University Housing contract limits students’ ability to opt out


Jessica Jutzi

Students spend time in the Wassaja Resident’s Hall lounge on Jan 16th.

By Jessica Berbey , Staff Writer

Prior to October 2016, students living in residence halls had six months to opt out of their housing contract. Now, they only have 30 days.  

In other words, if a student wants to change their housing plans, they now have 30 days to do so after signing their housing contract.

Alma Sealine, director of University Housing, said that the changes in contract were in fact not sudden, but have been devised throughout the fall semester.

“It has been a change that we have put together and have communicated to the residence hall students before housing signup started in October,” Sealine said.

She said that when reviewing their data, they found that several students were holding on to preferred spaces throughout the six month time frame for room reselection that other individuals did not have access to.

“We put together this process in order to still allow for a six month housing signup, but 30-day contract process in which after 30 days you are tied to the contract,” Sealine said.  

Alexis Kahn, junior in Nursing, said that she sees the contract adjustments as a positive change.

“I know it’s what a lot of the other universities do,” Kahn said. “If it has already helped students choose housing, then it was a move in the right direction.”

The contract states that after the 30 days from signing, students are held to their contract terms and conditions. The settlement fee for opting out of the contract is 50 percent before the first day of the fall semester, and 75 percent after the first day of occupancy.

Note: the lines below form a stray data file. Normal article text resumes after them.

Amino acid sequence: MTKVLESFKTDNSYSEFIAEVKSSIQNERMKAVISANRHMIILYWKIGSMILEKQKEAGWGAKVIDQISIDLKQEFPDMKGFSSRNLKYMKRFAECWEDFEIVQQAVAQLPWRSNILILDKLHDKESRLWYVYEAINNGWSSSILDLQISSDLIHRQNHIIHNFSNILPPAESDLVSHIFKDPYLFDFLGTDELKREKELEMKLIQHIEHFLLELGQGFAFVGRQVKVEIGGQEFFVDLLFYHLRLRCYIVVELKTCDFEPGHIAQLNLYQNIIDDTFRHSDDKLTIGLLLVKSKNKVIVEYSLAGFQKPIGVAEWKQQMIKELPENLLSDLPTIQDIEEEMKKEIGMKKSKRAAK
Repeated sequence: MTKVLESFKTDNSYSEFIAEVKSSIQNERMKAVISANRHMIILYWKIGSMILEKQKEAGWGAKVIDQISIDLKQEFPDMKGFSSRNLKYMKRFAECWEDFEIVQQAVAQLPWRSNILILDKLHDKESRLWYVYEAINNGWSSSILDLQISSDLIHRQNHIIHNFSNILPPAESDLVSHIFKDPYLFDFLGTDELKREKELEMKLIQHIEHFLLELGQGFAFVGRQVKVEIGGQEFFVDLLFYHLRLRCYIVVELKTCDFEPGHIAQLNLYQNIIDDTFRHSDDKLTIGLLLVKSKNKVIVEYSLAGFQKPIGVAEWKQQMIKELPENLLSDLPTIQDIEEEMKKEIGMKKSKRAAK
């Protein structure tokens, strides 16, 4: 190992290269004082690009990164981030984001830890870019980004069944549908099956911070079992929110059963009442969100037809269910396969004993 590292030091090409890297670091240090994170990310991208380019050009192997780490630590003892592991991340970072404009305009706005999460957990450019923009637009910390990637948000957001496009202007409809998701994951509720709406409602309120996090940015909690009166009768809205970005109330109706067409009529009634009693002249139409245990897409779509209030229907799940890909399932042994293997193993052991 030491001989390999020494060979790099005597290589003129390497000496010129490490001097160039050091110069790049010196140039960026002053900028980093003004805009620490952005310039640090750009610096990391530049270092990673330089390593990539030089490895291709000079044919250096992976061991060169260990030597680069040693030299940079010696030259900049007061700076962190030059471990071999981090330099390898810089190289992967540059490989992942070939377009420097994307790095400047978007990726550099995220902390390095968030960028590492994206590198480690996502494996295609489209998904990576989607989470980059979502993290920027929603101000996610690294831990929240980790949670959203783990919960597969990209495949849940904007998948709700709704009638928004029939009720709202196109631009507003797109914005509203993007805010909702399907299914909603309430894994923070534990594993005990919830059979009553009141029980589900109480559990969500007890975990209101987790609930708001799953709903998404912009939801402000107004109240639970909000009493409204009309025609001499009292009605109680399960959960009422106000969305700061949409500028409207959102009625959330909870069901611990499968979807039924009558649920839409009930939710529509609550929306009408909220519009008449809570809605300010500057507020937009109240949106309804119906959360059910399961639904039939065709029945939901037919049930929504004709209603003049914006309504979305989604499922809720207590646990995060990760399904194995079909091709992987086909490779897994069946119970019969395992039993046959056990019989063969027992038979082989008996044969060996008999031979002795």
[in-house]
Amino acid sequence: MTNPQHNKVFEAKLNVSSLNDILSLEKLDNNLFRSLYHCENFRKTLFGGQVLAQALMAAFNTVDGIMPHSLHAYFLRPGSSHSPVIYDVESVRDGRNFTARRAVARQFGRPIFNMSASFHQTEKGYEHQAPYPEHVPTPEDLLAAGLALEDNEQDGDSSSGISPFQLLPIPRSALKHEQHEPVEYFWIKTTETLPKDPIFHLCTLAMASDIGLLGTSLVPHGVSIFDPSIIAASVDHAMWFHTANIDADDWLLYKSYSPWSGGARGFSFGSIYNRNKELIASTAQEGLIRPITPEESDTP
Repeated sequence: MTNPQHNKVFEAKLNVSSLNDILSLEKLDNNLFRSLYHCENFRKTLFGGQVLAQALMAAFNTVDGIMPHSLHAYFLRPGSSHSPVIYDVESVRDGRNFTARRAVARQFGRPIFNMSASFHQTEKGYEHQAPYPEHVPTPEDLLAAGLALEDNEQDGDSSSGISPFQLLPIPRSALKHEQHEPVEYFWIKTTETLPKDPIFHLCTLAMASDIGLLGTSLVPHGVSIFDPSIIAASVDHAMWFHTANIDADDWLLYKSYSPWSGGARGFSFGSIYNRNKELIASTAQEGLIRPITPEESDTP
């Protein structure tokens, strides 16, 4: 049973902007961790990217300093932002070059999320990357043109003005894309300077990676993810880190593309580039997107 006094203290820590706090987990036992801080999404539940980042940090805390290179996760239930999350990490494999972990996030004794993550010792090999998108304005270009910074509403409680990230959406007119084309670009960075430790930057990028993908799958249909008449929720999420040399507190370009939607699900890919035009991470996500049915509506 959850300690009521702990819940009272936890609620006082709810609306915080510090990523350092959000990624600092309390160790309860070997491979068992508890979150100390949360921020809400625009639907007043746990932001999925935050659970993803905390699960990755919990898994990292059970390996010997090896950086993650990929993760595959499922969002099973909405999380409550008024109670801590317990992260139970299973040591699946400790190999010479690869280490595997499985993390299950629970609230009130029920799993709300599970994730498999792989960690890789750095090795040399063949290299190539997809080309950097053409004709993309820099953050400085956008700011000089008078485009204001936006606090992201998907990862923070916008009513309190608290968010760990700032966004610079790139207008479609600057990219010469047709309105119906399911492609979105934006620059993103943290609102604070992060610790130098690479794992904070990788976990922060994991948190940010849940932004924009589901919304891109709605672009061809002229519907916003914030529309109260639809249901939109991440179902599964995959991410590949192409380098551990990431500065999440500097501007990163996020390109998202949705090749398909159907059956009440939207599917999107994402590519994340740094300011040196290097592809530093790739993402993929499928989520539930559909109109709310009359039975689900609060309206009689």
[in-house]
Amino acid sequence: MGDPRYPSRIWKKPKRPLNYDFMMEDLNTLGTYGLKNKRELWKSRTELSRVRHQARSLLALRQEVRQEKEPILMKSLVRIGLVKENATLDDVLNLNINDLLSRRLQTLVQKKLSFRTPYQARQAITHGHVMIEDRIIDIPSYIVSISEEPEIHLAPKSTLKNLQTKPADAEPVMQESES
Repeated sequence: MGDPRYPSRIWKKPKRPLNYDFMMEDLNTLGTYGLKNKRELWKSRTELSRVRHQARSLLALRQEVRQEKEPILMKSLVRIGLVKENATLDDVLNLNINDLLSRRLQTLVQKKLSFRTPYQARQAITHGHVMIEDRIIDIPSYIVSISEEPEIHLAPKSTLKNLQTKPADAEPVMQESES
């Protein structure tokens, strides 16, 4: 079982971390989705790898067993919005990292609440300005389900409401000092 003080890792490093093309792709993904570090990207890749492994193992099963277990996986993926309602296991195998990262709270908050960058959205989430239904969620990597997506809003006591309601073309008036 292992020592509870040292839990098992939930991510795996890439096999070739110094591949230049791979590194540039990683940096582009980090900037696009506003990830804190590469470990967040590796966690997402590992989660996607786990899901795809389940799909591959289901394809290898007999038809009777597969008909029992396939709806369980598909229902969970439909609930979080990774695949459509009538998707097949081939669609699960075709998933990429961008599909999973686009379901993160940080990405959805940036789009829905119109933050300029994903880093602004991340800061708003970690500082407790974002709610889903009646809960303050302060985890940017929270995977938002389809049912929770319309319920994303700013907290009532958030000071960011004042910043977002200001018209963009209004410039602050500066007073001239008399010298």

“This is still the most flexible contract process in the Champaign-Urbana area,” Sealine said. “With most off-campus apartments, once you sign that contract you are held to it, and if you cancel, the settlement fee is 100 percent.”

These contract changes were brought about by the University in response to different factors, the most important being student experience, Sealine said.

Students who currently live in residence halls have the advantage of resigning their lease and keeping their current room or choosing a different room before prospective residents.

Because students are now bound to the contract quicker, it provides flexibility for students searching for housing, Sealine said. With a longer opt-out period, some students were holding onto desirable spaces then eventually canceling their contracts and living elsewhere.

“We have found that we are actually trending ahead of where we were last year related to the housing sign up process,” she said. “So we believe that students are going to have more satisfaction in their housing choices because they had more flexibility from the moment that they chose to stay with University Housing.”

Approximately 70 percent of undergraduate students in residence halls are freshmen, and 30 percent are returning students.

Khan said that she personally prefers living in residence halls because of the more close-knit community it provides.

“You get to know a lot of different people, unlike in apartments where you only really see your roommates,” she said. “Residence halls are also safer and dining is more convenient, since the meals are already prepared for you.”

Khan said she believes that if you live in University Housing longer, you are more likely to graduate in four years.

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